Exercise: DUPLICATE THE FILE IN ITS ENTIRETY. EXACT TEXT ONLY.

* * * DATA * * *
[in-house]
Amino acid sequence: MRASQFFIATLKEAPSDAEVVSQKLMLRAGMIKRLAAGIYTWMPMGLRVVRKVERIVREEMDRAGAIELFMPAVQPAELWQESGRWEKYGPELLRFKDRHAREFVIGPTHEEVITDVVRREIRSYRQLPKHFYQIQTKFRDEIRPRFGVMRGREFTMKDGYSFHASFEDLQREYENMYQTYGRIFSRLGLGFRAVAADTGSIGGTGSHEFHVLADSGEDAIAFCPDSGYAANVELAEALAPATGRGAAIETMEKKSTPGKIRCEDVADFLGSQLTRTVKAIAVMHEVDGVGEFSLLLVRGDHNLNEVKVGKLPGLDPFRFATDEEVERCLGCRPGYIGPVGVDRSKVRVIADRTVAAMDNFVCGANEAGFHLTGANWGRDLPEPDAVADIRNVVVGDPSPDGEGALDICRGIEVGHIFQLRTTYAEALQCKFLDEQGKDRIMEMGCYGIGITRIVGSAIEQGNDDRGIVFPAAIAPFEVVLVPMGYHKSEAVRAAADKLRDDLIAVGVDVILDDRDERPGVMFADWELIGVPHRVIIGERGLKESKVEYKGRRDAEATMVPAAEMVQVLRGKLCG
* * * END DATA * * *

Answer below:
[in-house]
Amino acid sequence: MRASQFFIATLKEAPSDAEVVSQKLMLRAGMIKRLAAGIYTWMPMGLRVVRKVERIVREEMDRAGAIELFMPAVQPAELWQESGRWEKYGPELLRFKDRHAREFVIGPTHEEVITDVVRREIRSYRQLPKHFYQIQTKFRDEIRPRFGVMRGREFTMKDGYSFHASFEDLQREYENMYQTYGRIFSRLGLGFRAVAADTGSIGGTGSHEFHVLADSGEDAIAFCPDSGYAANVELAEALAPATGRGAAIETMEKKSTPGKIRCEDVADFLGSQLTRTVKAIAVMHEVDGVGEFSLLLVRGDHNLNEVKVGKLPGLDPFRFATDEEVERCLGCRPGYIGPVGVDRSKVRVIADRTVAAMDNFVCGANEAGFHLTGANWGRDLPEPDAVADIRNVVVGDPSPDGEGALDICRGIEVGHIFQLRTTYAEALQCKFLDEQGKDRIMEMGCYGIGITRIVGSAIEQGNDDRGIVFPAAIAPFEVVLVPMGYHKSEAVRAAADKLRDDLIAVGVDVILDDRDERPGVMFADWELIGVPHRVIIGERGLKESKVEYKGRRDAEATMVPAAEMVQVLRGKLCG